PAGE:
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Peaks and Valleys: Unlikely bonding in Alaska (Review)

Peaks and Valleys: Unlikely bonding in Alaska (Review)

Claire Fulton

Michael Burns’ Peaks and Valleys is an intriguing character study sandwiched between a shocking beginning and frustrating end, that somehow manages to work.



A slow steady-cam shot of the de-skinning, de-boning and cooking of a rabbit carcass is a pretty bold statement to make in the opening scene of a film. Especially when it’s followed up by the body of a young woman being chucked out of a plane. It’s a jarring ten minutes right off the bat, and yet feels completely in step with the rest of Michael BurnsPeaks and Valleys on reflection.

Jack (Kevin T. Bennett) has isolated himself in a remote cabin, deep in the Alaskan wilderness. When his peace is shattered by an unexpected plane flying overhead, he doesn’t expect to go outside and see a body wrapped in plastic being tossed from it and into a lake. Rushing into the water when he sees the body start to thrash and move, he finds himself caring for Bailey (Kitty Mahoney), a young woman weaning off drugs and, understandably, traumatised by her experiences.

Burns’ film is very much a two-hander, with Mahoney and Bennett spending the majority of the film in a tight space together, alternately chaffing at and being soothed by the proximity of the other. Interestingly, the film forgoes exploring much outside of the pair’s interactions; individual circumstances are side-lined for reluctant-camaraderie and co-existence, and side plots are kept relatively vague. The jarring first third gives way to what is, essentially, a subtle character study, before climaxing in an equally jarring – if somewhat predictable – final act. It’s curious turn of events that works within the context of the narrative, but may have benefitted from a bit more exploration. The film is at its most enjoyable as the antagonism between Jack and Bailey eases into a rapport, but a deeper dive into the darker aspects of each character individually wouldn’t necessarily have taken anything away from Burns’ clear interest in the dynamic of them as a pair.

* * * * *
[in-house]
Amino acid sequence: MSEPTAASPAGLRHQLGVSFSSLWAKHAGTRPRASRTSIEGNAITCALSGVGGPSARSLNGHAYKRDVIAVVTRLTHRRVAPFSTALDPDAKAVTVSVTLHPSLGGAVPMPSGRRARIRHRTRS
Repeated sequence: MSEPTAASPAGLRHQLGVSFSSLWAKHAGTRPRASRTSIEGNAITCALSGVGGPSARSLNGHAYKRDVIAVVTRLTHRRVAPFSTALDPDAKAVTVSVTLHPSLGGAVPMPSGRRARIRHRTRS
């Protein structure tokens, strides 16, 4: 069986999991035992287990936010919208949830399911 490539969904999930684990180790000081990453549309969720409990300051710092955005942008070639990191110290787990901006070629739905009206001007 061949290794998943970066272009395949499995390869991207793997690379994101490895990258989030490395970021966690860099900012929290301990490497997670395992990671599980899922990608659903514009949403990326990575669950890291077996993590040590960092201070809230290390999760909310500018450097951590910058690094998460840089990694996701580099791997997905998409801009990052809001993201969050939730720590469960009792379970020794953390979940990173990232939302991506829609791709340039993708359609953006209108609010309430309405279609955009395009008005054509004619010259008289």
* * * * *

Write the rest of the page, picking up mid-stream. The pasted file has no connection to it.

Cinematographer Bryan Pentecostes relishes in the untouched ruggedness of the landscape, emphasising both its harshness and its beauty in some of the stunning visuals. Outside of Jack’s cabin and away from the woods, the deliberately ambiguous camera work highlights the narrative frustrations mentioned previously, but the gorgeous Alaskan scenery helps to handwave those quibbles.

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Peaks and Valleys (Courtesy of Michael Burns)

As their small space of isolation succumbs to winter, the relationship between Jack and Bailey warms up. Jack’s outright rudeness and Bailey’s mulishness ease as they form an unlikely duo, and make up the heart of the film. There’s some stiltedness in their performances, but it’s not enough to constitute labelling them as bad. Instead, it’s a naturalness that lends itself to the nature of the film.  

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Peaks and Valleys is ultimately an independent Alaskan film that keeps itself contained and intimate. Developing some of the narrative issues might have elevated it a bit more, but as it stands, watching Jack and Bailey thaw and interact with one another balances a somewhat shaky beginning and end into something personal and overall enjoyable. And definitely highlights Alaska as somewhere to visit in future.


Peaks and Valleys is now available to watch on Amazon Prime Video.


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